Tuesday, April 11, 2006

Statement before City Council, odds and ends and downtown wireless tip-off

My name is Mark Rauterkus.

My family and I reside at 108 South 12th Street on the South Side.
I have a home on the internet at Rauterkus.com.

I am vice chairman of the Allegheny County Libertarian Party.

Recently I was a candidate for City Council and I'm presently circulating petitions for the November election.

My voter registration is now as "independent.'
Democracy is important and at the time of elections, we need to put forth new ideas and new candidates. I feel that the one party system in the city -- and the national 2-party system -- both need drastic overhauls.

One simple, level-headed change I endorse concerns ballot access. The PA ballot access coalition has put forth pending legislation that is common-sense and should be adopted.

The new voting machines we are getting in Allegheny County raises another serious problem. Thankfully the Sequoia option has been scratched from consideration. That's out. It was junk. Frankly, the new option is NOT MUCH better.

Years ago, I called for OPEN SOURCE SOFTWARE as the best method for getting our "voting machines' -- and that "feature" is still lacking from the solution -- so I'm not satisfied.

Technology is important to me and our society.

I have a rich tech background. I am a 'geek" that understands many of the implications and impacts of tech policy.

Today, my main message is about the Downtown Wireless plans and proposals.

If I was in your position, I'd NOT take the plan that is before you now.

Downtown Wireless is "downtown." You are a 'city council.'

I would INSIST upon City-Wide Wireless.

This is another example where the rich get richer and the poor get poorer.

One of your roles, as city council, is to lead with integrity and understand and apply a big concept -- EQUITY.

Would you ever build a POLICE FORCE and have it ONLY serve Downtown?

Would you ever deploy a FIRE Department and say -- you can't leave downtown?

The wireless downtown plan is just for downtown.

It makes no sense to embrace a downtown plan because we should have wireless city-wide -- and great firms like Earthlink can help to throw the switch on the deployment without ANYTHING from the city -- except a key ingredient.... That is "LEADERSHIP."

Furthermore, Downtown wireless for 2-hours is silly.

+ The cost after 2 hours of use per day is UNKNOWN. You should NEVER buy into an agreement until the big facts are on the table. HOW MUCH and WHEN are key questions that MUST BE ANSWERED.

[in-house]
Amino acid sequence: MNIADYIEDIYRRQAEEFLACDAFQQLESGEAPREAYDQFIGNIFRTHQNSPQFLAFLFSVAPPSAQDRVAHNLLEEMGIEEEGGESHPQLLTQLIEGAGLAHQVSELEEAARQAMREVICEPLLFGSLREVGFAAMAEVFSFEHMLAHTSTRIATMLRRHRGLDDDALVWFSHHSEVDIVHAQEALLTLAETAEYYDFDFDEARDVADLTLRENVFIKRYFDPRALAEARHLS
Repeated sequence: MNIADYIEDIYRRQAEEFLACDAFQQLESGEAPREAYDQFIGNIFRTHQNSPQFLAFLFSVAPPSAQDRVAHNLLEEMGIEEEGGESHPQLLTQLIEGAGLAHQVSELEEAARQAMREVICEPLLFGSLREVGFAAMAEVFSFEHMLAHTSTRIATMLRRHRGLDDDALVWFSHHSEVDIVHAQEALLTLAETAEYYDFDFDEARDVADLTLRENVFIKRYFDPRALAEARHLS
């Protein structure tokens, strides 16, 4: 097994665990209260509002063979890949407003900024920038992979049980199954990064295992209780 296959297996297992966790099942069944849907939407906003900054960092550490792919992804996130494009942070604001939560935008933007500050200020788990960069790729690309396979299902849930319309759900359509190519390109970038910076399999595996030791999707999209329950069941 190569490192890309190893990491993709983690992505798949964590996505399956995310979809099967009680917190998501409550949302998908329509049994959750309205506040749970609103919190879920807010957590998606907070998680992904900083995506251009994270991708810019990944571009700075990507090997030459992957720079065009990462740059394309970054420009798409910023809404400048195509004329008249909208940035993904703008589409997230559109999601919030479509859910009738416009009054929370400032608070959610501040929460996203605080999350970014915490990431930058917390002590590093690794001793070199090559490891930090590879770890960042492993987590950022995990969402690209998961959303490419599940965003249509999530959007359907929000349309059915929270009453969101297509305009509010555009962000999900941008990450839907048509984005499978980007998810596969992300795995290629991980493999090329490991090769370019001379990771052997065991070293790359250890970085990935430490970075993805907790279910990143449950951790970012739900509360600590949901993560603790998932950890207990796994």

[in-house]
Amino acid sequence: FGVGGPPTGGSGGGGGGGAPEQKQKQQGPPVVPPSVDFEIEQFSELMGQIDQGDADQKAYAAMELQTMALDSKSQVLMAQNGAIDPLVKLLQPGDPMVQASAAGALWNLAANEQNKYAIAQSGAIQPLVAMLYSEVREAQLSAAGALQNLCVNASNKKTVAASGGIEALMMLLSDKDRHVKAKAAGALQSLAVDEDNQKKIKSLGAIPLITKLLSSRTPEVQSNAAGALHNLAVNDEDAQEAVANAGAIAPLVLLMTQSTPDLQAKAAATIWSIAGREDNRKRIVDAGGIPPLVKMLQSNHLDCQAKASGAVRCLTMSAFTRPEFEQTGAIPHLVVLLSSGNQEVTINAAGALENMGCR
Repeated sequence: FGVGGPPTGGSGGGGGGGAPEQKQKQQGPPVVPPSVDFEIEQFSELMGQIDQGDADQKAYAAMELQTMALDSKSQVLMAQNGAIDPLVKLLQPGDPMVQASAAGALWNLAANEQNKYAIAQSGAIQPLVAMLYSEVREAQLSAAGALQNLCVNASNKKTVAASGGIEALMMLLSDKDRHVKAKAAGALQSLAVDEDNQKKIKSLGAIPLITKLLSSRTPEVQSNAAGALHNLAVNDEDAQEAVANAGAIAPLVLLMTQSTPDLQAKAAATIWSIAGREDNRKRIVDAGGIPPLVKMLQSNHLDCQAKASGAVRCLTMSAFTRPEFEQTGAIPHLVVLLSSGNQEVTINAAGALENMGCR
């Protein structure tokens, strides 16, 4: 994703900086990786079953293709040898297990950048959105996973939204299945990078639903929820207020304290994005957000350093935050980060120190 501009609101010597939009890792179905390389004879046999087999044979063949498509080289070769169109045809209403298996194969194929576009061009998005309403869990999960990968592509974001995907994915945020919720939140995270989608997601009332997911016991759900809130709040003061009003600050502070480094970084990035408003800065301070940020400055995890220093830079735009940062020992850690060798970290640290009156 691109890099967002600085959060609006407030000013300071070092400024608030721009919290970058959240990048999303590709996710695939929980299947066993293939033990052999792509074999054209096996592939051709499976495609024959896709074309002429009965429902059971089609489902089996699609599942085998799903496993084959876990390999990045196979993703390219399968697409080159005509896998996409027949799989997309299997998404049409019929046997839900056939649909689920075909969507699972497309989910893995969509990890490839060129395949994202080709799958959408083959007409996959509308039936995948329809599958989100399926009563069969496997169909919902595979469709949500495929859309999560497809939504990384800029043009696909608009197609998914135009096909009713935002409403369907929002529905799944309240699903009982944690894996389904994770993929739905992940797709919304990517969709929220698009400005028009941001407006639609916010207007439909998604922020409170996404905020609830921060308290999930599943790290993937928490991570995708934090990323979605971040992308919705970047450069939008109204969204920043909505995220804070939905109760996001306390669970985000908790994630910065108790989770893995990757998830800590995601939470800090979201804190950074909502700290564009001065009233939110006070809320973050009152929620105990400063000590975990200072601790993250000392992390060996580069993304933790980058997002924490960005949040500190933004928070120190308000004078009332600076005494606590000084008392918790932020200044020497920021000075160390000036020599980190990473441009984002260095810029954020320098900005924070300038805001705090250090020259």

Both 'consumer costs' and 'government costs' are matters that city council should represent as part of its duty.

+ Downtown businesses -- for example, Alcoa or a financial institution, or a law firm, -- are NOT going to use the public wireless infrastructure. Don't fool yourself. The firms mentioned and others with a downtown address are the kind that need security and control as well as accountability with their mission critical networks. This solution will NOT provide, especially at the outset, the necessary components for the downtown business sector. And, these firms already have networks that are beyond what this plan aspires to deliver.

+ Even pending residents of downtown, as featured in in today's newspaper, who are moving from suburban homes to return to city living, (such as Rich Trombetta, 42, a computer project manager for PNC Bank) are NOT going to reply upon 2-hours of free wireless so as to live downtown. He can afford his own line. Like I've got my own line.

City council should not be suckers for rich get richer propositions -- based on downtown neighborhood hype.

+ On the other hand, small business -- say, the South Side's Pickle Barrel and Dee's Cafe, -- could use the wireless in two hour chunks for themselves and their customers. The sector who can really use and thrive with a new wireless capacity is the small, neighborhood business throughout the city that operate beyond downtown.

+ Downtown is easy to make wireless -- without telephone polls. Ruth's Chris Steakhouse -- in PPG's business complex -- does not need a telephone poll to make the jump to wireless.

+ Downtown buildings, for decades, have been serviced with high speed, cable, fiber optics.

+ Our neighborhoods, are a different matter, unlike the landscape of downtown and the needs of those who work and conduct business downtown.

+ The school kids would be PRIME users of free wireless for daily, two-hour periods for doing their homework. That is PERFECT as I don't want my kid on the internet for longer stretches anyway. Our kids needs to be literate with technology. Doing homework at grandmas, or in a rec center before a ballgame, or elsewhere would be a great boom to our quality of life.

+ When city council sanctions sweet-heart, downtown deals, like the downtown wireless plans, it then NULLIFIES all hopes for a city-wide install. City council's act lets them "pick the cherries." Serious city-wide work needs to be done.

+ City-wide wireless isn't a breeze. But, it isn't hard to accomplish.
The entire Philly area, full of its corruption, is going wireless. Philly is going wireless, as a COUNTY. We don't need to take Allegheny County wireless, like they are doing in Philly, but we should enable the entire city to have wireless access.

Perhaps City Council is being hoodwinked.

Perhaps, city council members are ignorant -- or just dis-ingenious to the neighborhoods.

+ The PDP, Pgh Downtown Partnership, should be sent back to the drawing boards.

+ There is no rush to get wireless installed before for the 2006 All-Star Game. Give me a break.

+ Tell the PDP to co-host, a REGION WIDE, youth technology summit. After two or three days at a summit, with everyone under the same roof, we'll be able to tell city council what is our best course of action.

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